A lawyer representing Volkswagen told a federal judge last week that the automaker was making progress in their talks with the US regulators for approving a solution for the nearly 600,000 diesel vehicles affected by the scandal.
Six months have passed since the disclosures in September and Volkswagen still has no plan approved to fix the emissions levels for the affected cars in the United States. But talks are developing, according to the lawyer representing the German automaker in the States. Attorney Robert Giuffra told US District Judge Charles Breyer at a court hearing in San Francisco last week that the company was making progress in trying to reach an agreement on the subject with the US Justice Department, Environmental Protection Agency and California Air Resources Board. “The discussions are progressing,” Giuffra said. However, the judge increased the pressure on Volkswagen, demanding a definitive answer on the status of the matter by March 24. “This is an ongoing problem,” Breyer said, adding that six months was long enough to identify a solution for the problem. “We are committed to resolving these matters as quickly as possible,” Giuffra said, noting that the issue impacted up to 11 million vehicles in 100 countries.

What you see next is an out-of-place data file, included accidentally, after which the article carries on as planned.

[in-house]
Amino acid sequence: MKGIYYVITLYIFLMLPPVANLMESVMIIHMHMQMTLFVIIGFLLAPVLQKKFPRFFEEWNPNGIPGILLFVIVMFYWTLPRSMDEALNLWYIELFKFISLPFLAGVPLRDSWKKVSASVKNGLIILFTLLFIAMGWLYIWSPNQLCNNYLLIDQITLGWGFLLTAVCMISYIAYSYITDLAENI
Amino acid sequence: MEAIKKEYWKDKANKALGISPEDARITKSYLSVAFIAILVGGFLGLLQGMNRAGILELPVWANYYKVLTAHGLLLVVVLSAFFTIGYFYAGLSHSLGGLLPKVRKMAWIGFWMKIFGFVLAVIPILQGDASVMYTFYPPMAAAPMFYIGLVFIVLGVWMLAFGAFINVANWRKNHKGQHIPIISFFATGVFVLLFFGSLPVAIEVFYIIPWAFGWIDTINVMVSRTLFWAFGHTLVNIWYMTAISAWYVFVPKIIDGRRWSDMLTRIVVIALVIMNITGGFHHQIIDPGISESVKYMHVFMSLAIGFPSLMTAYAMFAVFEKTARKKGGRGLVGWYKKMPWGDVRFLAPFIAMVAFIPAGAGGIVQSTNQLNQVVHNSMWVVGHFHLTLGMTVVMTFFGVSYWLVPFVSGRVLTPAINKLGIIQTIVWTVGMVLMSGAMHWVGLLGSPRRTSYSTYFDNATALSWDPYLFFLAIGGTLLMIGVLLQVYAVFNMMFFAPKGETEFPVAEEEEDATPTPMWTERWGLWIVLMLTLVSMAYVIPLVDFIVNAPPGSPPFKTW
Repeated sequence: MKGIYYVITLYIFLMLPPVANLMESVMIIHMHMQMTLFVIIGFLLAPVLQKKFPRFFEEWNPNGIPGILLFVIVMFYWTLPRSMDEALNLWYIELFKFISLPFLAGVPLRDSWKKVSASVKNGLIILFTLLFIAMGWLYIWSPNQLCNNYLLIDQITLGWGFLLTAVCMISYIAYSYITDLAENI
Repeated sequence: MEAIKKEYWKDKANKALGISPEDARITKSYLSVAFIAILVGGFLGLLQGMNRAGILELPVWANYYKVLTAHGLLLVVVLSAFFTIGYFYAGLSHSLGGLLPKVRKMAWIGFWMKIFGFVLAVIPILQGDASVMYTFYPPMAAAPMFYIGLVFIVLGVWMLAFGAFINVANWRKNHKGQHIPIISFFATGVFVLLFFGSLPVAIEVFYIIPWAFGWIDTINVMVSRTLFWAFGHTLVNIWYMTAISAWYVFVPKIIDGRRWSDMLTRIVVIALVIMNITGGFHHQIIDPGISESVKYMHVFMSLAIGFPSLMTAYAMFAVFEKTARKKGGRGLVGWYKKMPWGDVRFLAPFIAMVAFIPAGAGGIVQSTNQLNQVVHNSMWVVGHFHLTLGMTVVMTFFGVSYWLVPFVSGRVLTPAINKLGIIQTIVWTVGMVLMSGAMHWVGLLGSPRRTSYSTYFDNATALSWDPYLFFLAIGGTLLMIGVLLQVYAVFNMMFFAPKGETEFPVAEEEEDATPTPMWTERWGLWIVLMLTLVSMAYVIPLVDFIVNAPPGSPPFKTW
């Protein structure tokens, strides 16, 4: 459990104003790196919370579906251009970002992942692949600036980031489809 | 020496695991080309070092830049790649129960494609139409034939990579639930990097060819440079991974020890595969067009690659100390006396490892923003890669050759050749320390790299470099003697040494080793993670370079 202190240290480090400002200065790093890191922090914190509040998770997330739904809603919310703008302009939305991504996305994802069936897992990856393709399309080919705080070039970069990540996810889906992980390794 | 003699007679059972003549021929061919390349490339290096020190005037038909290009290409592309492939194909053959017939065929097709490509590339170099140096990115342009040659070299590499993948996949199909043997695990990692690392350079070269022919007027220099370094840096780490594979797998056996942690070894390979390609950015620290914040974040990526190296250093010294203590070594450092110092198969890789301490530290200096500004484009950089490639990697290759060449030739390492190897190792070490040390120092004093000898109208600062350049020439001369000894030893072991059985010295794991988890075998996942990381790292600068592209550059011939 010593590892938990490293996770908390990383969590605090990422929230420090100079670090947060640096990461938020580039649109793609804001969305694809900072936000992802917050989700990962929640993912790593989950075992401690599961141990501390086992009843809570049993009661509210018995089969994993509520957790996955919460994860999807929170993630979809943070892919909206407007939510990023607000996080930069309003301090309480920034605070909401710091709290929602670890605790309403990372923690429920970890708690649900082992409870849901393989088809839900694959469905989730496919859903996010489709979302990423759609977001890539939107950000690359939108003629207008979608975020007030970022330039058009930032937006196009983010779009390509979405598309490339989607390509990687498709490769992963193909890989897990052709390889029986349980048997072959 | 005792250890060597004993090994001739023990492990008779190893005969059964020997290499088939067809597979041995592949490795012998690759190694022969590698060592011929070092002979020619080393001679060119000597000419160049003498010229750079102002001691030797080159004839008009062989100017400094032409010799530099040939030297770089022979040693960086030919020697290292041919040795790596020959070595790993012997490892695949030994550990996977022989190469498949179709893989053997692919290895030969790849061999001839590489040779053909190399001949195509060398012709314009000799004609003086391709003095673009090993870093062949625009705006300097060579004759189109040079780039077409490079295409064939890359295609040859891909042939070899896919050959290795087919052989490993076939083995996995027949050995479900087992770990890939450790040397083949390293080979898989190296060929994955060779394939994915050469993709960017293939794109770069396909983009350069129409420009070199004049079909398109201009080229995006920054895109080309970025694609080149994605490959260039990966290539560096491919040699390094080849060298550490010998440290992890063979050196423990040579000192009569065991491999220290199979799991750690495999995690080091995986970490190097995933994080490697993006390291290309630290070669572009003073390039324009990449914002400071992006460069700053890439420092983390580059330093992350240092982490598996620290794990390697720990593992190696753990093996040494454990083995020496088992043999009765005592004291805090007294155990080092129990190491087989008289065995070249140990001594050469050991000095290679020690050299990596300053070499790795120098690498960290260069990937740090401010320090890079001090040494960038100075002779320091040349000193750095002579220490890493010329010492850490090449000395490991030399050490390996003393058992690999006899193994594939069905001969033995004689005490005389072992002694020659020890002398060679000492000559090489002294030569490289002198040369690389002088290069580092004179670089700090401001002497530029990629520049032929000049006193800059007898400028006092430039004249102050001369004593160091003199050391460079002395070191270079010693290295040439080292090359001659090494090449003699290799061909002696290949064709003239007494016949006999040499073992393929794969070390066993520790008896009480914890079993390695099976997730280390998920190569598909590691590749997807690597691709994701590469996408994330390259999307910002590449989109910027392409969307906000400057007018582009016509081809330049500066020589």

The lawyer told the court Volkwagen may have something more definitive to say in about a month or so, but declined to offer further details. He also said the talks were on different directions, including a fix for the affected diesels, the approach for addressing the environmental harms caused by the vehicles and other issues such as onboard diagnostic systems. He said VW has given written presentations to the Justice Department and environmental agencies.